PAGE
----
and his band. The Denver Voice, KGNU Community Radio, Just Media and Upworthy will also be on hand to join in the fun. Learn more about the conference at conference.freepress.net. Food will be sponsored by Illegal Pete's.
Time: Doors open at 6 p.m.
Show starts at 7 p.m. and ends at 8:30 p.m.
Location: Denver Open Media - Studio A,
700 Kalamath St, Denver, CO
Watch the show live in DOM's Studio A, on Denver Comcast Channel 57 or on our website starting at 7pm. Don't forget to tweet @ #domff to share your First Friday Fun live on TV!
On the first Friday of each month, DOM hosts a
free community event with local performance groups, musical acts, and nonprofit partners. These events are broadcast live on Comcast Channel 57 as well as streamed on
Events are cablecast and streamed live in Denver Open Media'
|RSVP for May Breakfast, 'Collective Perspective: A Higher Definition of Media'|
The Open Media Foundation's annual fundraiser, 'A Higher Definition of Media,' is right around the corner! This year, we invite you to join us to learn how OMF's Services, Training, and Tools empower everyone to contribute to the Collective Perspective in our community.
This fundraiser will be held at the Mi Casa Resource Center, located at 360 Acoma Street, Denver CO 80223. Breakfast is complimentary. Please arrive no later than 7:15AM as the program will start promptly at 7:30AM.
RSVP online today!
|Video Spotlight: Livestreaming with Colorado Trust|
Recently OMF had the privilege of working with one of Denver's top foundations in the Colorado Trust. Their mission is simple: to advance the health and well being of the people of Colorado.
OMF provided live coverage of a keynote speech entitled "From Health Disparities to Health Equity" as part of our expanding LiveStreaming services for NonProfits.
Live-Streaming is an invaluable tool for nonprofits, and is becoming simpler and more affordable with free software and streaming services from a number of providers, most notably YouTube. By live-streaming the Colorado Trust keynote, they were able to nearly double their audience. We are currently scheduling 4 more live events with Colorado Trust.
Thinking about live-streaming your next nonprofit event or speech?
Contact the video production team for a quote online or sign-up for our LiveStreaming for Nonprofits class in June and learn to do it yourself!
| Denver VOICE joins OMF in our 700 Kalamath Workspace|
|Recently, the Denver Voice became the newest tenants in the OMF building, making our space representative of video (OMF), web (OMF), audio (KGNU), AND now print media (VOICE). Here's a little information about the Denver VOICE, provided by Executive Director and Managing Editor, Kristin Pazulski.|
Please provide a brief summary of your organization.
The Denver VOICE is a nonprofit monthly newspaper that provides an opportunity for homeless and impoverished people to earn an income. Each newspaper vended on the street is purchased by that individual for 50-cents and vended for a suggested $2. The difference they earn as income to cover the cost of their basic needs. Through the VOICE's journalism, the homeless community is given a voice, and both general interest and homeless stories come together to produce a newspaper that appeals to the public and gives perspective on the homeless and impoverished community.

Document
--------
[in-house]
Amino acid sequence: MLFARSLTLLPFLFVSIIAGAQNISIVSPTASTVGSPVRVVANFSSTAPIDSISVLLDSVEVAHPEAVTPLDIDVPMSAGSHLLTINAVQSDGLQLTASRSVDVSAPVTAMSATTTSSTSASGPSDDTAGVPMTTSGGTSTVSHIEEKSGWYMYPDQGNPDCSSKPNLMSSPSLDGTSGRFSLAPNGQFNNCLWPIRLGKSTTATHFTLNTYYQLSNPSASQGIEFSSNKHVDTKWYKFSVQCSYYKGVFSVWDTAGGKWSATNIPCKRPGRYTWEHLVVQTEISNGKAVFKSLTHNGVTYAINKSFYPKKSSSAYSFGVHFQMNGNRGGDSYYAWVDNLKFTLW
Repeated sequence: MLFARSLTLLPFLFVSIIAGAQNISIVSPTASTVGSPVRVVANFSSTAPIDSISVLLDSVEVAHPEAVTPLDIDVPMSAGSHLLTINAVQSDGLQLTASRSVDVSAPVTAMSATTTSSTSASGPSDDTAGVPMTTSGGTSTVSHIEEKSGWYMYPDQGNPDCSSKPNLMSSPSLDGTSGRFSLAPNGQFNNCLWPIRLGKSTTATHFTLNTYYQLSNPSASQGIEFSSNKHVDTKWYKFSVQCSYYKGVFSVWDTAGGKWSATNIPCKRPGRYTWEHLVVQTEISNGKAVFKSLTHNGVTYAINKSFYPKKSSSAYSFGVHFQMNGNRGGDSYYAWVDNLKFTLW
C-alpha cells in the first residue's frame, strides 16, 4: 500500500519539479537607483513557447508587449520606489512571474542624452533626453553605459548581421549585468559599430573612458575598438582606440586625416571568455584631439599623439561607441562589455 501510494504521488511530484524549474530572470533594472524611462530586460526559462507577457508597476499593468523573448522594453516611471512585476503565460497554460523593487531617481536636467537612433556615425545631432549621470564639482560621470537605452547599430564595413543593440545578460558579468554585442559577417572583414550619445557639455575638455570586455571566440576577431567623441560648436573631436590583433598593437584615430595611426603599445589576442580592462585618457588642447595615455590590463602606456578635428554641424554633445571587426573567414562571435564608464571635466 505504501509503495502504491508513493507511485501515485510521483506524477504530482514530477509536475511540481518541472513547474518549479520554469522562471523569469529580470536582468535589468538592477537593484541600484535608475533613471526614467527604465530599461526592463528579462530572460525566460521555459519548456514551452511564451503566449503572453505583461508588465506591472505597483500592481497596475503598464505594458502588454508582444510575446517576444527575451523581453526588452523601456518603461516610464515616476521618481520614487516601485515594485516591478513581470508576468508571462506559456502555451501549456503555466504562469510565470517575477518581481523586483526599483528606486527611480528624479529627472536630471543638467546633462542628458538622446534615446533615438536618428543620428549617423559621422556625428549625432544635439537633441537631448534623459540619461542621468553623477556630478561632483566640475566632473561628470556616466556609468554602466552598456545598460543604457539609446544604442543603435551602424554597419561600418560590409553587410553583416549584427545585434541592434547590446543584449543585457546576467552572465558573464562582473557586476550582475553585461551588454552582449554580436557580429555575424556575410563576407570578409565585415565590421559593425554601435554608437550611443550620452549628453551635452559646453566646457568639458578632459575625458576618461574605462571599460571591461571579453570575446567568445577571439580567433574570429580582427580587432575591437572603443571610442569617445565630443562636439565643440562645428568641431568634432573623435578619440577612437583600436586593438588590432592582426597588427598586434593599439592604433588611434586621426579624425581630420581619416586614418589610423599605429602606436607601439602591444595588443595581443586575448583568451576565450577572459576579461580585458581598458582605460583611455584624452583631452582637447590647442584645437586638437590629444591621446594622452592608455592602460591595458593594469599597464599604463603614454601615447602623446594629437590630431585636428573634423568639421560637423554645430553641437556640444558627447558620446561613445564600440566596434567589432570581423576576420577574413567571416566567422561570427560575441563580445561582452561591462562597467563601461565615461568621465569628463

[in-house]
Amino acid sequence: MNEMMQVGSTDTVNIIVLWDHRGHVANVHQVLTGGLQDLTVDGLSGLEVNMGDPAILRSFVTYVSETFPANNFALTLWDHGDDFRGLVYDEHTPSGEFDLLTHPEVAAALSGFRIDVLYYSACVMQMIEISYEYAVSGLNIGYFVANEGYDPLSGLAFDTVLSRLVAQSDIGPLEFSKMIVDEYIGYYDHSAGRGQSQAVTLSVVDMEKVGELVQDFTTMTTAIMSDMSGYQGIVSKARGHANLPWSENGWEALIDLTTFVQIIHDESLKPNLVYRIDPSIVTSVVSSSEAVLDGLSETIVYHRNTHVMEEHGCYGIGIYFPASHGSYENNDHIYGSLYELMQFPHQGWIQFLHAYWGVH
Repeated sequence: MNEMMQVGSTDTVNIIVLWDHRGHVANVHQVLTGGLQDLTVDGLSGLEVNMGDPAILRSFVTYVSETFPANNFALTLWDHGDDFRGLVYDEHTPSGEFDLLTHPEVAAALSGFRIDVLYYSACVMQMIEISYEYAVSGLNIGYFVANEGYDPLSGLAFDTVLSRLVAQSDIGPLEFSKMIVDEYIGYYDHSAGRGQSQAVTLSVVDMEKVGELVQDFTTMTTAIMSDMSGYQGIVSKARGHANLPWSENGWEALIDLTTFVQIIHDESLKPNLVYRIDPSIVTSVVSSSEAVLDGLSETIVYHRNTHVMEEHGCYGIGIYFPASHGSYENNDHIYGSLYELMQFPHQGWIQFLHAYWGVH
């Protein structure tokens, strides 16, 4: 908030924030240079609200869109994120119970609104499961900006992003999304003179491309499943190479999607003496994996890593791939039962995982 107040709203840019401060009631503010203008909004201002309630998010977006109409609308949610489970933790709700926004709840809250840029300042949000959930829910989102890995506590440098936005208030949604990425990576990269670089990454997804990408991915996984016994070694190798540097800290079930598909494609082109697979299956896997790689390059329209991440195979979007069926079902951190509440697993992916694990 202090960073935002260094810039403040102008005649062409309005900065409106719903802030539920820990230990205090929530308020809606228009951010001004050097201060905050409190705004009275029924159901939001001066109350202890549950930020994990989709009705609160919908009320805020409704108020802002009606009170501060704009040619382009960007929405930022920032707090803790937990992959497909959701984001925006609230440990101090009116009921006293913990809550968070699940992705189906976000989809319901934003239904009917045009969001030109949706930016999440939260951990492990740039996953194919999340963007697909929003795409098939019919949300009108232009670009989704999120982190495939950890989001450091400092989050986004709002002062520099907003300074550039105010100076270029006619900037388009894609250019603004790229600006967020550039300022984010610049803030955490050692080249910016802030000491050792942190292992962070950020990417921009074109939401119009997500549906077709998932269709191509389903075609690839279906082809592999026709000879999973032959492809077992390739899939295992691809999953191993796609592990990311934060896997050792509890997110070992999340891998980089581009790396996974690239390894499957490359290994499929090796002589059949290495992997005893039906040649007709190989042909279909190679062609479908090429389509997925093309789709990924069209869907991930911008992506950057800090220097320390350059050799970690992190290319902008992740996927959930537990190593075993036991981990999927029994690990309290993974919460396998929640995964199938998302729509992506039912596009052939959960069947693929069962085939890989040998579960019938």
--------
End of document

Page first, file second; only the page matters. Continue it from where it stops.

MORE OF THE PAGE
What are the information/issues that you are trying to bring to a larger audience?
The Denver VOICE's editorial content, as mentioned previously, focuses on two things: the stories and voices of our homeless and impoverished community, and local general interest stories. The VOICE shares stories from those who don't typically have a voice, but the editorial also focuses on local general interest pieces in order to promote sales, a priority for our vendors who earn an income off the paper. In addition, through the International Network of Street Paper's wire service, we are able to share the VOICE's stories internationally, as well publish stories from street papers around the world, offering an international perspective on homelessness, poverty and more.
Why is your organization unique?
What's most unique to the Denver VOICE, beyond our blend of voice in the editorial, is our ability to empower individuals who, in many cases, have given up. We often hear from our vendors that vending the VOICE has allowed them to become an active and valued member of society, something that was lost to them when homelessness or job loss prevented them from working a typical job. Through the income earned and, more importantly, the interactions they have with the public while vending the VOICE, they are inserted back into a society that previously ignored them.
Why do you think community media (whether print or digital) is important?
I think it's the most important type of journalism these days. Digital accessibility has both hurt community and aided it -it's easy to find a meet up group of people with a similar interest to chat with, online or in person, but talking to our neighbor has in some cases been replaced with our Facebook and other social media communities. Knowing what's happening directly around you makes neighborhoods safe and gives individuals a healthy balance. From what I've seen in Denver, it looks like the focus on social media and web-based community is beginning to balance with actual person-to-person interaction. And at the VOICE, we're so fortunate to be focused on that interaction. The vendor's one-on-one communication with their customer is one of the strengths of our program.